It was inevitable. As hard as the Los Angeles Lakers tried to create a championship stopgap, their roster simply wasn’t fit for title contention. So let the pillaging begin.
Los Angeles doesn’t have a bounty of trade assets to entice teams in the market for a move. Kobe Bryant and Andrew Bynum are untouchable, Metta World Peace—barring another Mitch Kupchak miracle—is virtually untradeable and Pau Gasol has destroyed his market value over the past two seasons.
However, the latter may not hold true to a team like the Atlanta Hawks.
The Atlanta Hawks have been pursuing Pau Gasol, The Times has learned. Nothing imminent, but Josh Smith would be key piece going to Lakers.
After toiling with the concept of trading Gasol for over a year, it appears that yet another deal is in the works to move the veteran big man. Though Chris Paul negotiations and Ramon Sessions’ acquisition has taught us otherwise, Gasol has seemingly never been closer to leaving Los Angeles.
But is that a good thing?
That’s a question that hinges on who the Lakers would be receiving in return, which in this case would most definitely be Josh Smith, among other pieces to make the deal work financially. As the centerpiece of any accord, though, is he enough to right the ever growing list of worrisome wrongs in Los Angeles?
The answer is yes.
Not only is Smith younger and more athletic than Gasol, but he stands to make a much more significant two-way impact.
Though both athletes have similar range and explosiveness on offense, Smith works the glass like Gasol doesn’t. He’s aggressive when fighting for position and is one of the most effective offensive rebounders in the league.
Defensively, while Gasol is far from one of the most troubled defenders in the league, Smith exceeds his potential in every aspect. Not only is he a perennial shot blocker and offensive foul specialist, but he can step out on the perimeter and guard opponents Gasol wouldn’t dream of defending.
And that’s what Bryant and company need, explosive versatility. As terrific as Gasol as been over the years, his two-way versatility—and overall impact—is wavering. Whether his declination in production and effectiveness is a result of age, incessant trade rumors or another factor remains to be seen, however, the Lakers don’t have the luxury of waiting to find out.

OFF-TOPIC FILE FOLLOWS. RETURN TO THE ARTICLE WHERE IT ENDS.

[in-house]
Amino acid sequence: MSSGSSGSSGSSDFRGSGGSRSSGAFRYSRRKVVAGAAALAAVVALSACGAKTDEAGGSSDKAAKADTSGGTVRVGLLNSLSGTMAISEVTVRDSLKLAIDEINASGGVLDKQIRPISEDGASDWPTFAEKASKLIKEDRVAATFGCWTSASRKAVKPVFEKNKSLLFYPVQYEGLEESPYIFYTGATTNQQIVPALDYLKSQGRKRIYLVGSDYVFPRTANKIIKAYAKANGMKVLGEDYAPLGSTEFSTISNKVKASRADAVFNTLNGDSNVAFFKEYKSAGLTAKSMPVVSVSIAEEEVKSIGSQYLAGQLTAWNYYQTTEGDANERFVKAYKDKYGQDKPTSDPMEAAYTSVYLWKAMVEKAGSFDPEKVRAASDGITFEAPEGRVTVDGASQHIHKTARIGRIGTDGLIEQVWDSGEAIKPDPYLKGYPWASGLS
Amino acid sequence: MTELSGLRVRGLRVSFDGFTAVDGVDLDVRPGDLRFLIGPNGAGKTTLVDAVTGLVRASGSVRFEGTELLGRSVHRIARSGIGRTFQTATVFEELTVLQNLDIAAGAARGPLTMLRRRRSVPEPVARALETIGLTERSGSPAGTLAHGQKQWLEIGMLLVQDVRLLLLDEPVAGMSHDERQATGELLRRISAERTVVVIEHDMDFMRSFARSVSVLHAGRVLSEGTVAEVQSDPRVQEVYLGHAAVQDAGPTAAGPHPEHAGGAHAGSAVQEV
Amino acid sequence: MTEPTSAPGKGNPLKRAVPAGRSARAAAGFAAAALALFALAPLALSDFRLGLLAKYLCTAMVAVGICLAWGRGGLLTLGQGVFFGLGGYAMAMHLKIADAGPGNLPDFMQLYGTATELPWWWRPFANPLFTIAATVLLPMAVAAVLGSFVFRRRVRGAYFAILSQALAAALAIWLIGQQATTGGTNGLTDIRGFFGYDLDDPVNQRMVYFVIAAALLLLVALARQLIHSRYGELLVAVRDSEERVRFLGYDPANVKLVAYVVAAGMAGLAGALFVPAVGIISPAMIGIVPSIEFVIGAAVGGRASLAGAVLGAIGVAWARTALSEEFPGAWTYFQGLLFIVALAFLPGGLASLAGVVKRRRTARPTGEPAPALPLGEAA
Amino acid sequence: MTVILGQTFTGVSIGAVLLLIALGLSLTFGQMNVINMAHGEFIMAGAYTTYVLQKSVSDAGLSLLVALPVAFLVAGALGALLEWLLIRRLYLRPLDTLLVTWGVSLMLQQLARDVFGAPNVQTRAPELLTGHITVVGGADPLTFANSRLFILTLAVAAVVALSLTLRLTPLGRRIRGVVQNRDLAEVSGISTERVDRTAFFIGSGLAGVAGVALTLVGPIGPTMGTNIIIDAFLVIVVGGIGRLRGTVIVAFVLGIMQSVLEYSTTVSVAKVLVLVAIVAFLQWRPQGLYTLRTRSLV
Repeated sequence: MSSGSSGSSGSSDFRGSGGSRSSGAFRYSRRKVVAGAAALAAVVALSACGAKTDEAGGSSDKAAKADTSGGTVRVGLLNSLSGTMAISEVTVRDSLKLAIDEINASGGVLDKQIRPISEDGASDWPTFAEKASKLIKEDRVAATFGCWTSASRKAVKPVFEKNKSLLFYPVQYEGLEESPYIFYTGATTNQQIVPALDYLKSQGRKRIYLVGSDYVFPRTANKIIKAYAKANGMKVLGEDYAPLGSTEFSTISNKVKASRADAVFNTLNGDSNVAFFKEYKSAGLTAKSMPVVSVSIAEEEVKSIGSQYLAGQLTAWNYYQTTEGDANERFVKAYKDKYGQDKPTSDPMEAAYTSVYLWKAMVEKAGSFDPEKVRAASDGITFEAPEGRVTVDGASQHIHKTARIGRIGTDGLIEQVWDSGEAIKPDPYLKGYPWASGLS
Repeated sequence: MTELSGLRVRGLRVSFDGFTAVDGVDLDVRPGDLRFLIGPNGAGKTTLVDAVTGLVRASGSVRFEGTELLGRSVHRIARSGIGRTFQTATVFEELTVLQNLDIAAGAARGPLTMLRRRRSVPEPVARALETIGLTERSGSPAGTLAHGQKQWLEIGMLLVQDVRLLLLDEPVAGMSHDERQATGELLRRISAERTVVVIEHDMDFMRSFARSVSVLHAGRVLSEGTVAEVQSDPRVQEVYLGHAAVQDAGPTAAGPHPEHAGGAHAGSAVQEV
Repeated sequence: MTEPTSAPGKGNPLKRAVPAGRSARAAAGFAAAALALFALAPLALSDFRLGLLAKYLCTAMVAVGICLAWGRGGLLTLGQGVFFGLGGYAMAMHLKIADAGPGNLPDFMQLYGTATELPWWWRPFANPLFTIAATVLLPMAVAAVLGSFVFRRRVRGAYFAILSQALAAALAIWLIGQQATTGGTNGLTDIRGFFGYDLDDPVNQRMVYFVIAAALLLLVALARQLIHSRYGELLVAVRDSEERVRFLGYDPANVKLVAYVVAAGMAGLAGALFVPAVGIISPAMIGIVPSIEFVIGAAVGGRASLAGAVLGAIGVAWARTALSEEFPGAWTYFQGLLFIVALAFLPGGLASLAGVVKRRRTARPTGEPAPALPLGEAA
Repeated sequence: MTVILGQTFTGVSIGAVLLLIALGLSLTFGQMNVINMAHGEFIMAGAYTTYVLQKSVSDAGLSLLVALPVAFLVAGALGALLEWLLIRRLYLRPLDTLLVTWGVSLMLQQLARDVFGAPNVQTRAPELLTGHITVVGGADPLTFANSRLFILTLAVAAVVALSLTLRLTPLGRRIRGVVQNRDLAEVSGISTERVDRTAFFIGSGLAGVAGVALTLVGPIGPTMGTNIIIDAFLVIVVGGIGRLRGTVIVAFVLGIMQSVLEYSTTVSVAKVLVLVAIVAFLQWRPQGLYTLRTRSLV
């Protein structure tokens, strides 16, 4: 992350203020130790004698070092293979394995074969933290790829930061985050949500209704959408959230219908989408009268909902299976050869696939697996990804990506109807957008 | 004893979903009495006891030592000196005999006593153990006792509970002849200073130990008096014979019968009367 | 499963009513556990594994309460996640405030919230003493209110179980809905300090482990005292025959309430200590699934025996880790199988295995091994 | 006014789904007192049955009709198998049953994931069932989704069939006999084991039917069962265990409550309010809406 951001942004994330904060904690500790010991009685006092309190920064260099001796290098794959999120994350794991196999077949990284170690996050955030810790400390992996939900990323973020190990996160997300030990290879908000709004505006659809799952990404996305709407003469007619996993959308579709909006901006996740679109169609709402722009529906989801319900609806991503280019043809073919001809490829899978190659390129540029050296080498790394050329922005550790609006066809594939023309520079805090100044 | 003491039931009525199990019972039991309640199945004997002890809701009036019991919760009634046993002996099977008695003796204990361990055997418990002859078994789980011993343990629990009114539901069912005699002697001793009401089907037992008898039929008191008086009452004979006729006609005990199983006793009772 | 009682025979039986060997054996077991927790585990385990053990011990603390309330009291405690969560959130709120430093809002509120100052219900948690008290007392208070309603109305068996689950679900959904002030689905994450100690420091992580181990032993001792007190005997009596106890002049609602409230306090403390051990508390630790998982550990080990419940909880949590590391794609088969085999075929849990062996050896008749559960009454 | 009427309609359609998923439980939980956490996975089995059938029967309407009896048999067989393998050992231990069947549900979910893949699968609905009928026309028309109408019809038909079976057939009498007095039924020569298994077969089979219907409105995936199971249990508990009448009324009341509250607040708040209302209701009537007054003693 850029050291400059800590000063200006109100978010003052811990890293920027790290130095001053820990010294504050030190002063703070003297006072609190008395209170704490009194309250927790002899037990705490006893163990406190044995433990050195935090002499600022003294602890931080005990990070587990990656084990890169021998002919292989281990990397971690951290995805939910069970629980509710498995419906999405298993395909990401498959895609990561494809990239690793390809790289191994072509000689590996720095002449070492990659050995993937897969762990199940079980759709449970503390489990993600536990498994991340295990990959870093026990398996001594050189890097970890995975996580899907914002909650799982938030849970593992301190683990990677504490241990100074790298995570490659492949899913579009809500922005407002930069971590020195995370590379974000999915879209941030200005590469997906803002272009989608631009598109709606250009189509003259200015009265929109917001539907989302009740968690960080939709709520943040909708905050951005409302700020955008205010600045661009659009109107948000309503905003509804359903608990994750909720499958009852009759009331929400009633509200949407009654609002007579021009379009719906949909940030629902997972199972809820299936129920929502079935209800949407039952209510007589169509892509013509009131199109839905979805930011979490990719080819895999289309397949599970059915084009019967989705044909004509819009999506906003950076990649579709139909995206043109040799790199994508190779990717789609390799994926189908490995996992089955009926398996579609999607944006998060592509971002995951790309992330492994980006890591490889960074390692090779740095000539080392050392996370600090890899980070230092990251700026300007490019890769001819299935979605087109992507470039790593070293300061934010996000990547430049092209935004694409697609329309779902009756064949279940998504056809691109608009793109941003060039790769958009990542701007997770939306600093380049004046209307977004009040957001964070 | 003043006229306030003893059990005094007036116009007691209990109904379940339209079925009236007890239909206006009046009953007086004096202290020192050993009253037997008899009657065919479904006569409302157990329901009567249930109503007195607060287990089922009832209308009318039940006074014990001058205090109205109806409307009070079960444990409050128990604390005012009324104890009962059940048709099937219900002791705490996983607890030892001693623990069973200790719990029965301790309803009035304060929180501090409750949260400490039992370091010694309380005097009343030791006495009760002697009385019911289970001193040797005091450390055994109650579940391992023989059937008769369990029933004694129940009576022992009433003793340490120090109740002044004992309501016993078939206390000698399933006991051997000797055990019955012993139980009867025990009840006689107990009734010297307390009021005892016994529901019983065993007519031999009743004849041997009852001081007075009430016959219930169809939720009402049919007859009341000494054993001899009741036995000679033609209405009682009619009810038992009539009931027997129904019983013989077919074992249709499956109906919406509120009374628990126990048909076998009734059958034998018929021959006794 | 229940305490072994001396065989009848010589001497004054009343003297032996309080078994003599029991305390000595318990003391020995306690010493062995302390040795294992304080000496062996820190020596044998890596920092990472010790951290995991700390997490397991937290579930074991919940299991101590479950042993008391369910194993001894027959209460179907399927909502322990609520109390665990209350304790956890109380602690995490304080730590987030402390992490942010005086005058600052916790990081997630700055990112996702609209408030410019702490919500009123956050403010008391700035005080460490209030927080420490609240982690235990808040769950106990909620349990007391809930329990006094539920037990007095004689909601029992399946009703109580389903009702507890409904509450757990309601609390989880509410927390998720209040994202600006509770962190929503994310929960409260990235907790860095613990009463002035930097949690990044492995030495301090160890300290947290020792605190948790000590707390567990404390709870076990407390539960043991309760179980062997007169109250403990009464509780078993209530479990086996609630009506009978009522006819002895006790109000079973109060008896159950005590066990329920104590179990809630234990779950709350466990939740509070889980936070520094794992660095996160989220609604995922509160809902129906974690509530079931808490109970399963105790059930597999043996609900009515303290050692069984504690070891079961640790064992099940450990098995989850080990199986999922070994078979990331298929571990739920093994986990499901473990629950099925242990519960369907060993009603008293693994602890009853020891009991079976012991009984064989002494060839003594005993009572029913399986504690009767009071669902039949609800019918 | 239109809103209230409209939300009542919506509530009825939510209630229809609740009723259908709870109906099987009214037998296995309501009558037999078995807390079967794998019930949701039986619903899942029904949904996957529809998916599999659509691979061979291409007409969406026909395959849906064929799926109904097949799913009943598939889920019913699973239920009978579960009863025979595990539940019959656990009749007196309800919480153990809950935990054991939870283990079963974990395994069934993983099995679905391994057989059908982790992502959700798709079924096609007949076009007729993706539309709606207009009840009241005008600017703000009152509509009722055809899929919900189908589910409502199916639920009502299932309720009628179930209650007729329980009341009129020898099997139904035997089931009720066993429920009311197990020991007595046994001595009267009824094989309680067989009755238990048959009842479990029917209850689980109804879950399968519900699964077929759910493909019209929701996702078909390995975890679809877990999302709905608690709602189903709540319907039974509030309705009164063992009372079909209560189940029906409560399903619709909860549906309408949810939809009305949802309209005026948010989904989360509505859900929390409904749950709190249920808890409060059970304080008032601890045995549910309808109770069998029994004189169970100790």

As talented a player as Los Angeles would be receiving in return for Gasol, make no mistake, he has severely depressed his trade value over the last two years, specifically the last two postseason bouts. Yet the Hawks appear willing to overlook that as they struggle with commitment issues of their own stemming from Smith, rendering this a potential deal the Lakers must pursue hard, and do so now.
Much like the Lakers’ championship aspirations, the window to trade Gasol for significant competency is closing. This is no time for them to pretend the relationship between Gasol and the organization can be saved, and that he can rejuvenate his career under the bright lights of the Staples Center. And this is certainly no time for Los Angeles to forgo rocking the boat in an attempt to rest its title hopes on the shoulders of an unproven point guard.
The Lakers are in desperate need of a cornerstone not named Kobe Bryant, and neither Bynum nor Sessions—pending a new contract—are currently realistic options. And now, after five years, neither is Gasol.
But Smith is. And the Lakers can ill-afford to let him get away.
Dan Favale is a firm believer in the three-pointer as well as the notion that defense doesn’t always win championships. His musings can be found at Bleacherreport.com in addition to TheHoopDoctors.com. Follow @danfavale on Twitter for his latest posts and all things NBA.